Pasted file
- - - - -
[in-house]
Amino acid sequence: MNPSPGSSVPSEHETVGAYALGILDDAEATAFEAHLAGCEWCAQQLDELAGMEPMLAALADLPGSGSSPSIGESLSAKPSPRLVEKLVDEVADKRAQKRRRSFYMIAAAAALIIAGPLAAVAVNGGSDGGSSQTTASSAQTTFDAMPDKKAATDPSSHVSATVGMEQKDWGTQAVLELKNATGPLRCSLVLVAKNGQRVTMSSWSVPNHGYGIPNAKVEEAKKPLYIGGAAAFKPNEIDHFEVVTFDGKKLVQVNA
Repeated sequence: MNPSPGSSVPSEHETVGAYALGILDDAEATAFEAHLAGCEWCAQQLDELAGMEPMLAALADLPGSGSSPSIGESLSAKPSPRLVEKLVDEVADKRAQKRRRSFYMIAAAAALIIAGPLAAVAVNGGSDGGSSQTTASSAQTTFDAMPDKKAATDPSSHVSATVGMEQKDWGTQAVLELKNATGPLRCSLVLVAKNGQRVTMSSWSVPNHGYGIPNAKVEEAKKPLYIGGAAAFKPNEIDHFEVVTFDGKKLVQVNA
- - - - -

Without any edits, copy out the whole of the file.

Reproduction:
[in-house]
Amino acid sequence: MNPSPGSSVPSEHETVGAYALGILDDAEATAFEAHLAGCEWCAQQLDELAGMEPMLAALADLPGSGSSPSIGESLSAKPSPRLVEKLVDEVADKRAQKRRRSFYMIAAAAALIIAGPLAAVAVNGGSDGGSSQTTASSAQTTFDAMPDKKAATDPSSHVSATVGMEQKDWGTQAVLELKNATGPLRCSLVLVAKNGQRVTMSSWSVPNHGYGIPNAKVEEAKKPLYIGGAAAFKPNEIDHFEVVTFDGKKLVQVNA
Repeated sequence: MNPSPGSSVPSEHETVGAYALGILDDAEATAFEAHLAGCEWCAQQLDELAGMEPMLAALADLPGSGSSPSIGESLSAKPSPRLVEKLVDEVADKRAQKRRRSFYMIAAAAALIIAGPLAAVAVNGGSDGGSSQTTASSAQTTFDAMPDKKAATDPSSHVSATVGMEQKDWGTQAVLELKNATGPLRCSLVLVAKNGQRVTMSSWSVPNHGYGIPNAKVEEAKKPLYIGGAAAFKPNEIDHFEVVTFDGKKLVQVNA